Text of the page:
Smarty Pants has modes that let you customize the modification. See their options for reference. Acrylamid adds a custom mode "a" that behaves like "2" but does not educate dashes like --bare or bare--.

Requires smartypants
Aliases typography, typo, smartypants
Arguments all, typo, typogrify, amp, widont, smartypants, caps, initial_quotes, number_suffix. Defaults to typography+amp+widont+smartypants+caps.


This filter is a direct port of Pyblosxom’s acrynoms plugin, that marks acronyms and abbreviations in your text based on either a built-in acronyms list or a user-specified. To use a custom list just add the FILE to your like this:

ACRONYMS_FILE = '/path/to/my/acronyms.txt'

The built-in list of acronyms differs from Pyblosxom’s (see filters/ on GitHub). See the original description of how to make an acronyms file!

Requires <built-in>
Aliases Acronym(s), abbr (both case insensitive)
Arguments zero to N keys to use from acronyms file, no arguments by default (= all acronyms are used)


In addition to HTML+jinja2 templating you can also use Jinja2 in your postings, which may be useful when implementing a image gallery or other repeative tasks.

Within jinja you have a custom system-filter which allows you to call something like ls directly in your content (use it with care, when you rebuilt this content, the output might differ).

title: "Jinja2's system filter"
filters: jinja2

Take a look at my code:

.. code-block:: python

    {{ "cat ~/work/project/" | system | indent(4) }}

You can find my previous article "{{ env.prev.title }}" here_. Not
interesting enough? How about lorem ipsum?

{{ lipsum(5) }}

.. _here: {{ env.prev }}

Environment variables are the same as in Templating plus some imported modules from Python namely: time, datetime and urllib because you can’t import anything from Jinja2. You can also access the root templating environment when Jinja2. This means, you can import and inherit from templates located in your theme folder.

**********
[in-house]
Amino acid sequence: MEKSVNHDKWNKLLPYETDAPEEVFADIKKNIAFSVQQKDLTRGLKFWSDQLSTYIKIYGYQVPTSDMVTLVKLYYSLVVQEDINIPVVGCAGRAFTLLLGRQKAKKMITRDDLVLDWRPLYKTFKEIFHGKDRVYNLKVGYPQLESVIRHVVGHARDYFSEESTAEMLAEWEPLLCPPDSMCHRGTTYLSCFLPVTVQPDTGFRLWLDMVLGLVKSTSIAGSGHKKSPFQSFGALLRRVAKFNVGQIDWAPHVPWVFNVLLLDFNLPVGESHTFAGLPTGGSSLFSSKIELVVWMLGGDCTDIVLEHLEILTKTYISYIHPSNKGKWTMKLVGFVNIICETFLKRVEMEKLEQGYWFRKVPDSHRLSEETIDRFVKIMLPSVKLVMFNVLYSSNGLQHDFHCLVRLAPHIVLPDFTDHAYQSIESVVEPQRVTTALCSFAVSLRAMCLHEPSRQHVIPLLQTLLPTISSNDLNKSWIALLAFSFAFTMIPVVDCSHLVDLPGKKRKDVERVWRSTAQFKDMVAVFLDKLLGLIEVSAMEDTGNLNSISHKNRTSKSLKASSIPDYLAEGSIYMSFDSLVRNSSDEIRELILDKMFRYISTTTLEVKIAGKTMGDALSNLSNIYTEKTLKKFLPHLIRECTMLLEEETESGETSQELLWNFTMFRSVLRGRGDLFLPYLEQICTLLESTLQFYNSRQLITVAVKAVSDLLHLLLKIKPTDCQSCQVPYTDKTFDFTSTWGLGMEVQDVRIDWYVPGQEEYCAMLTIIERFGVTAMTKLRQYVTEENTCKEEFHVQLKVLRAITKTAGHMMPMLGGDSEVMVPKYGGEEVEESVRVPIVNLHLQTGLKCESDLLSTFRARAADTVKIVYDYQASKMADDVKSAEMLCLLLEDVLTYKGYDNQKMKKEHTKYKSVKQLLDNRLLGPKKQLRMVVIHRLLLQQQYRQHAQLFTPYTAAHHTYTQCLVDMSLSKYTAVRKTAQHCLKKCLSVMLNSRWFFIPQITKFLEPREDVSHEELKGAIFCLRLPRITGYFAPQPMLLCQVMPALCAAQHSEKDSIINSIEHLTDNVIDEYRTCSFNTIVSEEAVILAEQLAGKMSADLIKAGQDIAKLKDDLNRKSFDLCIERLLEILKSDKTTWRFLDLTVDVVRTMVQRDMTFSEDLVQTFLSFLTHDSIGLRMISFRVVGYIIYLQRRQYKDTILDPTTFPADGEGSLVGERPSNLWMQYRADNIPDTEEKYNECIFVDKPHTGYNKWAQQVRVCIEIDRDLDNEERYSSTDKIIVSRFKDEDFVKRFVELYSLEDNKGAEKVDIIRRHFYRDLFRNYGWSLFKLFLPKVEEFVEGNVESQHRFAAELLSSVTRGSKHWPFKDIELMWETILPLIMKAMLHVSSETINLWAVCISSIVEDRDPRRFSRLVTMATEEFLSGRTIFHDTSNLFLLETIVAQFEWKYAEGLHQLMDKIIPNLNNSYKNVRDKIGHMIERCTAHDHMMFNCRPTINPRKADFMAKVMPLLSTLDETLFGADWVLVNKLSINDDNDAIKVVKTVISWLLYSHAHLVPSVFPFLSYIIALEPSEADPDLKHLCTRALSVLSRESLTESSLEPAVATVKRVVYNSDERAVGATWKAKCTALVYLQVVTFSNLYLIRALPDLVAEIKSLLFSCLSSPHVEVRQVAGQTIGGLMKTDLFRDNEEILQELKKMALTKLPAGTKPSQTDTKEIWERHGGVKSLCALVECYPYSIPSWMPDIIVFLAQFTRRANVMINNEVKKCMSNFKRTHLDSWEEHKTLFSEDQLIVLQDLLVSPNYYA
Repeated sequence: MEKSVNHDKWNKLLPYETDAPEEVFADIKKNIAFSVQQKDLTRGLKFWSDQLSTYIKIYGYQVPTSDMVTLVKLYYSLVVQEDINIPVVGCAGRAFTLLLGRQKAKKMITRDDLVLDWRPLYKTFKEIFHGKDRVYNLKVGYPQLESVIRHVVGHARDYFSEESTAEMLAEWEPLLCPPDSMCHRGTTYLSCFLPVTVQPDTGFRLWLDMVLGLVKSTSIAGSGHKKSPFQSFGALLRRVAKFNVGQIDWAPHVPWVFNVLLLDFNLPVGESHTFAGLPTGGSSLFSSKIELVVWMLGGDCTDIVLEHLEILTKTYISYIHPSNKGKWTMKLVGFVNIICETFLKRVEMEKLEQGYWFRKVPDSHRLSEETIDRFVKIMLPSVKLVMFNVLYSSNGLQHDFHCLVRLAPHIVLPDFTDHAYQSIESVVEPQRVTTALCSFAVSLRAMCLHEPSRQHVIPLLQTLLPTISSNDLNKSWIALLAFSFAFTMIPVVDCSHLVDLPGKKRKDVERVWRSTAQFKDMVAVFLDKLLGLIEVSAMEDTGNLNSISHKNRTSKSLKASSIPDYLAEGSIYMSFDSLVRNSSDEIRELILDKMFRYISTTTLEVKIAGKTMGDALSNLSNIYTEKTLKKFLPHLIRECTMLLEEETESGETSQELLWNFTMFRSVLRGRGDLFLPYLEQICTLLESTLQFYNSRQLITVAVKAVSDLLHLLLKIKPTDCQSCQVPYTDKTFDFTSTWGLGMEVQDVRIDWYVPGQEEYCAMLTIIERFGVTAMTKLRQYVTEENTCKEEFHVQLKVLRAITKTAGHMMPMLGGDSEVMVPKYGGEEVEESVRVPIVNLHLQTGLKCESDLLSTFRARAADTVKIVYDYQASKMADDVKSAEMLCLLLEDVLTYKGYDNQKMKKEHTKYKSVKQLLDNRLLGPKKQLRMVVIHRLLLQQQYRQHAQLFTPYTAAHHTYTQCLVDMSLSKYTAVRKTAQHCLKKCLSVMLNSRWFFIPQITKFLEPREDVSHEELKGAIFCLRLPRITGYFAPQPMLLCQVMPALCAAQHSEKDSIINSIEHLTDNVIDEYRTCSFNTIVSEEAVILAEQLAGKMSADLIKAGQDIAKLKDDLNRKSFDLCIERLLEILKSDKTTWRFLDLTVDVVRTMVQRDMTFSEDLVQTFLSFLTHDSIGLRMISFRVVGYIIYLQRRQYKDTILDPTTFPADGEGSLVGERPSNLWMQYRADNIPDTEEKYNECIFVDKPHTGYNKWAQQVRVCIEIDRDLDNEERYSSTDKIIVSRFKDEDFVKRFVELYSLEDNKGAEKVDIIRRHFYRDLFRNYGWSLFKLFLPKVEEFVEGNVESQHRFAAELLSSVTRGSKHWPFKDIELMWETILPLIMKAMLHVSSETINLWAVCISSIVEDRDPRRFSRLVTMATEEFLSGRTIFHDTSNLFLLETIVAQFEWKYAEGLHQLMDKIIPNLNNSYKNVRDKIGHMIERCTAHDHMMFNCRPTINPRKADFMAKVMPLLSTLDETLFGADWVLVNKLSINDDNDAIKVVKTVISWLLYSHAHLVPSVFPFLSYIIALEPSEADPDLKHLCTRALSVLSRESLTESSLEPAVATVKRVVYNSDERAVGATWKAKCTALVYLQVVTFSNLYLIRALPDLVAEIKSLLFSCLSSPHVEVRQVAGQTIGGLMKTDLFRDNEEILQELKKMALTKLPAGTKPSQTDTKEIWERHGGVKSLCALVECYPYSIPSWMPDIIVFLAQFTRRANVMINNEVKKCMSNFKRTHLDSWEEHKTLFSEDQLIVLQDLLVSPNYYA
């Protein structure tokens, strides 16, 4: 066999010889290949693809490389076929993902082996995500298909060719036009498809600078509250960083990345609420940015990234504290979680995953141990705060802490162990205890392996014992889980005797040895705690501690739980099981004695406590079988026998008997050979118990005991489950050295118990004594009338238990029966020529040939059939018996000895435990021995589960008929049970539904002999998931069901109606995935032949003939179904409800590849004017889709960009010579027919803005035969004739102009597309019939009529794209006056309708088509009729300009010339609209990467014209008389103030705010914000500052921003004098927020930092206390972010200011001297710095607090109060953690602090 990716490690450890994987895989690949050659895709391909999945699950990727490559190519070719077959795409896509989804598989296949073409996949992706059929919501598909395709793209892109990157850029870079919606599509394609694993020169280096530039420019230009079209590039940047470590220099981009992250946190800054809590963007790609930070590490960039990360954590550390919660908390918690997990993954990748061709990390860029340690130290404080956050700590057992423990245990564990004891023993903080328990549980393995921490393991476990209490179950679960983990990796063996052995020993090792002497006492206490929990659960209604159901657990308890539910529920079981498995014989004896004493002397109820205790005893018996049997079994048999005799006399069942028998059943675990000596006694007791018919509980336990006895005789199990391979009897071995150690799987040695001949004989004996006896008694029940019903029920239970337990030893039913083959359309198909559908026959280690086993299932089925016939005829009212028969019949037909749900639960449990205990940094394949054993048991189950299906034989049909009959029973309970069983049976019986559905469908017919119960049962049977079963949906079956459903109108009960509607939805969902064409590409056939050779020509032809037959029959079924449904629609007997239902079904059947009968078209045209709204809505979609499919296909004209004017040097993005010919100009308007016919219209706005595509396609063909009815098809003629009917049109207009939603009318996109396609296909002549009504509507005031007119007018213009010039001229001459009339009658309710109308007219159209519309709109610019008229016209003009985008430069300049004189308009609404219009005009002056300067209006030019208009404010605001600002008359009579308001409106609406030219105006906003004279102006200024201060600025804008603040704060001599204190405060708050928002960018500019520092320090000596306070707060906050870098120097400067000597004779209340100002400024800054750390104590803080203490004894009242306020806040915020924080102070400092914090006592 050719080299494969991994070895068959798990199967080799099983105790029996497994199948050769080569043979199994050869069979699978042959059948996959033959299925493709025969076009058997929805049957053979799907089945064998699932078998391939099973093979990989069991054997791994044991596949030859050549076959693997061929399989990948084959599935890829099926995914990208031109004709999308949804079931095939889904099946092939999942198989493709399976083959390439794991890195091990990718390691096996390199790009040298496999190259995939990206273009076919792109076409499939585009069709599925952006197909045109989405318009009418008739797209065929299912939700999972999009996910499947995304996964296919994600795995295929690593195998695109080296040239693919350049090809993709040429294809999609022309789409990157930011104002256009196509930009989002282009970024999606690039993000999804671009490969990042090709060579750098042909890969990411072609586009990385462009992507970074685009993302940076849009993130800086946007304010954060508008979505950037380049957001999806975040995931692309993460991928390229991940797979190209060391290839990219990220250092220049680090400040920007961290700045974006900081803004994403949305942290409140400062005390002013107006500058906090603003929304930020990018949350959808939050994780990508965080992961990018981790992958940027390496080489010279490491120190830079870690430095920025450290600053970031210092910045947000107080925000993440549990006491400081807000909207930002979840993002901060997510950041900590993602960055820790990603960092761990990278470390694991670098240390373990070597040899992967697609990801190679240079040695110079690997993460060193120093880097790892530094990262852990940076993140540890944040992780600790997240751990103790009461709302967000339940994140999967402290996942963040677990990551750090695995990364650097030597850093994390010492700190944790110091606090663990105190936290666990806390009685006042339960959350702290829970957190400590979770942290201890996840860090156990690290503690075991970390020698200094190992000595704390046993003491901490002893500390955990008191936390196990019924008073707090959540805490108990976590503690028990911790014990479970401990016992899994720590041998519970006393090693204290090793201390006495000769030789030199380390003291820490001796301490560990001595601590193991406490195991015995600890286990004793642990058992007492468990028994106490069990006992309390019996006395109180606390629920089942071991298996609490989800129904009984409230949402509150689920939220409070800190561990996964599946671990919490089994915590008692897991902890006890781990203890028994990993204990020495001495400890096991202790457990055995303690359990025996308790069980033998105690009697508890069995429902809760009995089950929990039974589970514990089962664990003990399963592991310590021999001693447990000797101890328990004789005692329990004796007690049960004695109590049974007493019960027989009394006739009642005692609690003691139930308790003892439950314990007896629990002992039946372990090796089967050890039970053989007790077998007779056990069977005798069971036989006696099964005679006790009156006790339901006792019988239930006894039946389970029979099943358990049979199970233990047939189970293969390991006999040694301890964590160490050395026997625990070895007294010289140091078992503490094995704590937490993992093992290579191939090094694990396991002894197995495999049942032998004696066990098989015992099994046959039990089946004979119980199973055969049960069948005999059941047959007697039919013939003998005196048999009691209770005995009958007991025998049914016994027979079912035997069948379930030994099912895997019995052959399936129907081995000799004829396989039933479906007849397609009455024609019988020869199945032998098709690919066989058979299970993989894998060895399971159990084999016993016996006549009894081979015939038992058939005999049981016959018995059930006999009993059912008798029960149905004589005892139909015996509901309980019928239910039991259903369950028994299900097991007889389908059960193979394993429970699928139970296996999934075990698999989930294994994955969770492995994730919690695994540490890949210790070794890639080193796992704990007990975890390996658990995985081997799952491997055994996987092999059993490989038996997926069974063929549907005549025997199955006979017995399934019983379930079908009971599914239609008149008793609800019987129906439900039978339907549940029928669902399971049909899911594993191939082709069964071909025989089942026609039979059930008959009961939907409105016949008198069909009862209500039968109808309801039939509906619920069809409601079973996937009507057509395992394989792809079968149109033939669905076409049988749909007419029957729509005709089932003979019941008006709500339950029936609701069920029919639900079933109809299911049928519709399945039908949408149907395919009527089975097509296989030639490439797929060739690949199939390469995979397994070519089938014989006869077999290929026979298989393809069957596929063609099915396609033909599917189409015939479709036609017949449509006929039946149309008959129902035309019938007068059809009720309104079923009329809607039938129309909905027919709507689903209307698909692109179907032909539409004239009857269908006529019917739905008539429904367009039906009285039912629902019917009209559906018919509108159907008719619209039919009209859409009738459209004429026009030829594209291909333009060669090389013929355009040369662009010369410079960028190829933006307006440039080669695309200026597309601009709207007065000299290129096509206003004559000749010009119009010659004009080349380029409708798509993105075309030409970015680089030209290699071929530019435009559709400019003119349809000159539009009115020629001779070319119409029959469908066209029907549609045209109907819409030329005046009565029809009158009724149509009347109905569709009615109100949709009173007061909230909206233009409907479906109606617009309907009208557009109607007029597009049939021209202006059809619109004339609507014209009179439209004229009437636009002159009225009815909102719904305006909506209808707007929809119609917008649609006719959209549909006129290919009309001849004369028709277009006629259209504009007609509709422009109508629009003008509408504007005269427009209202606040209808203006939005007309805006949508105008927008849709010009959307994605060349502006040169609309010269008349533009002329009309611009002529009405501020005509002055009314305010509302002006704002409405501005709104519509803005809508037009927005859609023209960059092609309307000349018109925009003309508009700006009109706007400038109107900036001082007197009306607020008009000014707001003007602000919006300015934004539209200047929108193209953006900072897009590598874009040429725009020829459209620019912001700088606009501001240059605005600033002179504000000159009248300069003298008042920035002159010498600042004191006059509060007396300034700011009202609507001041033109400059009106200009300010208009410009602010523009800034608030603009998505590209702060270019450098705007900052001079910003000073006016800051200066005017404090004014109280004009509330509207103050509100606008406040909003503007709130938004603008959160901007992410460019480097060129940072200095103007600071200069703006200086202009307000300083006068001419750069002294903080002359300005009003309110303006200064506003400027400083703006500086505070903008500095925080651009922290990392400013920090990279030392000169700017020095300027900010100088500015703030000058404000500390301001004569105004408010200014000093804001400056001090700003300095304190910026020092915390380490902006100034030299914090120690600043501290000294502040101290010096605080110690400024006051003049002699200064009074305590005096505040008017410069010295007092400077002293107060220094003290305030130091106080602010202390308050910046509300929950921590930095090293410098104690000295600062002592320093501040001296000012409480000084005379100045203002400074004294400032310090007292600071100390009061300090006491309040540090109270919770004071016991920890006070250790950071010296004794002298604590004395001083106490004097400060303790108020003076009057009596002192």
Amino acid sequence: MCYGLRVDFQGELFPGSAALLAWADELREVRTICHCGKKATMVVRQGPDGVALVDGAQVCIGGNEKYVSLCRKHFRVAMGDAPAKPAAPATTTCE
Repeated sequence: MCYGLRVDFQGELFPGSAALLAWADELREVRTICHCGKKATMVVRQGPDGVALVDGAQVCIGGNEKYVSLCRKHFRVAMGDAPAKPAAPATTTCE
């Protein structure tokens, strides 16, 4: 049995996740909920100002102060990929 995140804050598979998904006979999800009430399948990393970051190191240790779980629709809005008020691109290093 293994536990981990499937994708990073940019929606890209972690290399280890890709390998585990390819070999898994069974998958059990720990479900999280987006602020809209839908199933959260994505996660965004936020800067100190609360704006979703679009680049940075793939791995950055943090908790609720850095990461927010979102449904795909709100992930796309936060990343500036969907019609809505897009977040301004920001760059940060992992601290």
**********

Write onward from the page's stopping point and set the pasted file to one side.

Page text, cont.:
For convenience, the Jinja2 filter automatically imports every macro from macros.html into your post context, so there is no need for a {% from 'macros.html' import foo %}.

Requires <built-in>
Aliases Jinja2, jinja2


Just like Jinja2 filtering but using Mako. You have also system filter available within Mako. Unlike Jinja2 Mako can import python modules during runtime, therefore no additional modules are imported into the namespace.

Requires mako
Aliases Mako, mako


Some extension may generate relative references such as footnotes. While this is a good practise, it can get ambiguous when multiple posts with footnotes are included in an overview such as the index view does it. This ambiguity can be easily solved with the relative filter.

Requires <built-in>
Aliases relative


This also applies to feeds and many feed readers can’t/won’t resolve relative urls. This is where the absolute filter comes into play. This filter just expands a relative path to a valid URI. Important: if you ever change your domain, you have to force compilation otherwise this filter won’t notice this change

Requires <built-in>
Aliases absolute


Strip tags and attributes from HTML to produce a clean text version. Primary used by the static site search. By default, this filter includes everything between <tag>...</tag> but you can supply additional arguments to remove code listings wrapped in <pre> from the site search.

Requires <built-in>
Aliases strip
Arguments ignored tags (such as pre)


  • 90.0 : pre

    Jinja2, Mako

  • 70.0 : markup

    HTML, Markdown, pandoc, reST, textile

  • 50.0 : default

    metalogo, head_offset

  • 25.0 : post


  • 20.0 : post (conflict with typography)

    acronyms, hyphenate

  • 15.0 : shorten HTML

    intro, summarize

  • 10.0 : fix links

    relative, absolute

  • 0.0 : last


Custom Filters

To write your own filter, take a look at the code of already existing filters shipped with acrylamid and also visit Extending Acrylamid.